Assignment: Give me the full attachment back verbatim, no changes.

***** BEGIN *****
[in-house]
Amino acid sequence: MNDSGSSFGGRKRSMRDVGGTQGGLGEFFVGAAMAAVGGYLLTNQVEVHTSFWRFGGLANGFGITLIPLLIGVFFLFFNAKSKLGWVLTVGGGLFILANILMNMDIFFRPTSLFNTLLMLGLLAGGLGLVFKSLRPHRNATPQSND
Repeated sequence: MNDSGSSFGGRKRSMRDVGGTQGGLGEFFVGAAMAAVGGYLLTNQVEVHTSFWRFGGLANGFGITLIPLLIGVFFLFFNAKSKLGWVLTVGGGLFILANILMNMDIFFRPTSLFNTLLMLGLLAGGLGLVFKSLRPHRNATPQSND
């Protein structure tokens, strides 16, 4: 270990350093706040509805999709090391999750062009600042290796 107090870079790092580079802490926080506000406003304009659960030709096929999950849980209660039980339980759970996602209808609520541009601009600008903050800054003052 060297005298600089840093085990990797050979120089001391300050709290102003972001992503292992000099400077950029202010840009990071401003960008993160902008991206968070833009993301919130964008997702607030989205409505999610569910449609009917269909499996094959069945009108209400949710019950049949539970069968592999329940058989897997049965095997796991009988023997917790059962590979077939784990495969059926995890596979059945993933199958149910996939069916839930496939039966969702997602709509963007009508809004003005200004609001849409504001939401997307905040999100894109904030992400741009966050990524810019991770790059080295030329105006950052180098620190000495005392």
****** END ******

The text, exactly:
[in-house]
Amino acid sequence: MNDSGSSFGGRKRSMRDVGGTQGGLGEFFVGAAMAAVGGYLLTNQVEVHTSFWRFGGLANGFGITLIPLLIGVFFLFFNAKSKLGWVLTVGGGLFILANILMNMDIFFRPTSLFNTLLMLGLLAGGLGLVFKSLRPHRNATPQSND
Repeated sequence: MNDSGSSFGGRKRSMRDVGGTQGGLGEFFVGAAMAAVGGYLLTNQVEVHTSFWRFGGLANGFGITLIPLLIGVFFLFFNAKSKLGWVLTVGGGLFILANILMNMDIFFRPTSLFNTLLMLGLLAGGLGLVFKSLRPHRNATPQSND
């Protein structure tokens, strides 16, 4: 270990350093706040509805999709090391999750062009600042290796 107090870079790092580079802490926080506000406003304009659960030709096929999950849980209660039980339980759970996602209808609520541009601009600008903050800054003052 060297005298600089840093085990990797050979120089001391300050709290102003972001992503292992000099400077950029202010840009990071401003960008993160902008991206968070833009993301919130964008997702607030989205409505999610569910449609009917269909499996094959069945009108209400949710019950049949539970069968592999329940058989897997049965095997796991009988023997917790059962590979077939784990495969059926995890596979059945993933199958149910996939069916839930496939039966969702997602709509963007009508809004003005200004609001849409504001939401997307905040999100894109904030992400741009966050990524810019991770790059080295030329105006950052180098620190000495005392």